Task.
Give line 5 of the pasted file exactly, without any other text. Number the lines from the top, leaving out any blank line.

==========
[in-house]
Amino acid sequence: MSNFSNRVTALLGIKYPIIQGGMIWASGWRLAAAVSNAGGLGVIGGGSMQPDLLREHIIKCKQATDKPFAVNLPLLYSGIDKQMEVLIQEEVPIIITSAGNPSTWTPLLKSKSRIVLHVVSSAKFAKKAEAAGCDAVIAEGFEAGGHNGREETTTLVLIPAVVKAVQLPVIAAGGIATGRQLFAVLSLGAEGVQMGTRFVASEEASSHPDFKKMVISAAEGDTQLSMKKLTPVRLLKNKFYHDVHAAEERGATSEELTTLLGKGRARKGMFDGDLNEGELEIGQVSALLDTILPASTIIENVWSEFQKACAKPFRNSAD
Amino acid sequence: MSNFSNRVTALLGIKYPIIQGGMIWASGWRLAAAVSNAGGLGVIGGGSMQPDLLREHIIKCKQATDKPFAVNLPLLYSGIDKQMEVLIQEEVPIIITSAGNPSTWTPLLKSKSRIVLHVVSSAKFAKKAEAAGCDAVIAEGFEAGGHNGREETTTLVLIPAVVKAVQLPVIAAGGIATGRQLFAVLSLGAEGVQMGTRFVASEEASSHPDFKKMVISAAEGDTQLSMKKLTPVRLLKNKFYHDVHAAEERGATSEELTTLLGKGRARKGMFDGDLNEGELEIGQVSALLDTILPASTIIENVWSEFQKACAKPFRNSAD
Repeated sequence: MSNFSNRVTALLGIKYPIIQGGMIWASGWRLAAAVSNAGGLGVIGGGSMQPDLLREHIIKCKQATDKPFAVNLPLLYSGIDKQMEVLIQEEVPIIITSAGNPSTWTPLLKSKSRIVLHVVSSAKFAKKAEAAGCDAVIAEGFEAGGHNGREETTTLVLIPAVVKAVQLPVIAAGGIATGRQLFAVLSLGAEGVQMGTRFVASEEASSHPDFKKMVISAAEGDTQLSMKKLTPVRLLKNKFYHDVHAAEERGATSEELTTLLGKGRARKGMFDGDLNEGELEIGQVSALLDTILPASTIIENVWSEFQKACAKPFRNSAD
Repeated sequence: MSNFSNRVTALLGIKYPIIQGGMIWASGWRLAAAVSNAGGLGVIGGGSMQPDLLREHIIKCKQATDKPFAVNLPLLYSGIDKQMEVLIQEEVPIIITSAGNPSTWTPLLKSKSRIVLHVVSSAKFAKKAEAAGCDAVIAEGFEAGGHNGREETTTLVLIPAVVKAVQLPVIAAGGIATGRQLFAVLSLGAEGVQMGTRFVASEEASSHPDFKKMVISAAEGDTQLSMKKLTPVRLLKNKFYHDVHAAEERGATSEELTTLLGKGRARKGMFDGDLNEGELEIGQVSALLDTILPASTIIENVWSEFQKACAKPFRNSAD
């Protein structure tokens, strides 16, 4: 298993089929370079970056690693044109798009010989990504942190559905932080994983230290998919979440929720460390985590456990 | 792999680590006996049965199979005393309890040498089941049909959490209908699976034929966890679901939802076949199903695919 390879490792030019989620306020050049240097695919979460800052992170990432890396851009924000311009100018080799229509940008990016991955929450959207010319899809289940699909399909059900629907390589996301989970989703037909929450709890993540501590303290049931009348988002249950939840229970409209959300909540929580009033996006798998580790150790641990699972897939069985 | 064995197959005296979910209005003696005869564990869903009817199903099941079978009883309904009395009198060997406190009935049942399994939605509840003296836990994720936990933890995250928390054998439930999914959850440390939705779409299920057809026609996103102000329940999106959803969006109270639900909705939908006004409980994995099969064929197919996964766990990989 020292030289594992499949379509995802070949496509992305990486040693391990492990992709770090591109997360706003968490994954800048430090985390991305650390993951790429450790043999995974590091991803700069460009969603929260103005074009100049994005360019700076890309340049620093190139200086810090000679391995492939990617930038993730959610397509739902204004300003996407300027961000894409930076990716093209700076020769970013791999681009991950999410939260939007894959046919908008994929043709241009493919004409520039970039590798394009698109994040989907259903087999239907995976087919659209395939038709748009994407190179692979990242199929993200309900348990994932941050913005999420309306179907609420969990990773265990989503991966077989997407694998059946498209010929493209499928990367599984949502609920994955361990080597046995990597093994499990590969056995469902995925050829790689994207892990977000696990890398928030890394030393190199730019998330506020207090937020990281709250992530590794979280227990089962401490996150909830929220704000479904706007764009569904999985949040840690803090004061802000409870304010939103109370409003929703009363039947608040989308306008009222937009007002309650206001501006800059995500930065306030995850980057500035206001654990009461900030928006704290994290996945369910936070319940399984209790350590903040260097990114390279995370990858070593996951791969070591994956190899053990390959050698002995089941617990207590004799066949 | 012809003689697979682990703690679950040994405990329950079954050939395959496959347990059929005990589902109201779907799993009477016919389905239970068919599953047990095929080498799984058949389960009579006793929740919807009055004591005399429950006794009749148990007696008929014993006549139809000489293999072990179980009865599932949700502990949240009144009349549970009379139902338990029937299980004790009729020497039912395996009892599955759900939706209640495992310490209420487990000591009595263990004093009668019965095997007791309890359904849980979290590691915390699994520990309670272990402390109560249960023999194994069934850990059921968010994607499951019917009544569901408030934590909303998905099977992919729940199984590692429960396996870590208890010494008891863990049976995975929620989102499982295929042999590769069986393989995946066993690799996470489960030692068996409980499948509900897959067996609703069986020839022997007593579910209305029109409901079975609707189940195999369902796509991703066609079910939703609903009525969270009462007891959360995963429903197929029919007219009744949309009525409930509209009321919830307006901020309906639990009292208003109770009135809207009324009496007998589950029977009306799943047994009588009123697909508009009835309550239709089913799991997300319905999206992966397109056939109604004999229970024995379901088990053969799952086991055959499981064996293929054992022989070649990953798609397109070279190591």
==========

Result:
Repeated sequence: MSNFSNRVTALLGIKYPIIQGGMIWASGWRLAAAVSNAGGLGVIGGGSMQPDLLREHIIKCKQATDKPFAVNLPLLYSGIDKQMEVLIQEEVPIIITSAGNPSTWTPLLKSKSRIVLHVVSSAKFAKKAEAAGCDAVIAEGFEAGGHNGREETTTLVLIPAVVKAVQLPVIAAGGIATGRQLFAVLSLGAEGVQMGTRFVASEEASSHPDFKKMVISAAEGDTQLSMKKLTPVRLLKNKFYHDVHAAEERGATSEELTTLLGKGRARKGMFDGDLNEGELEIGQVSALLDTILPASTIIENVWSEFQKACAKPFRNSAD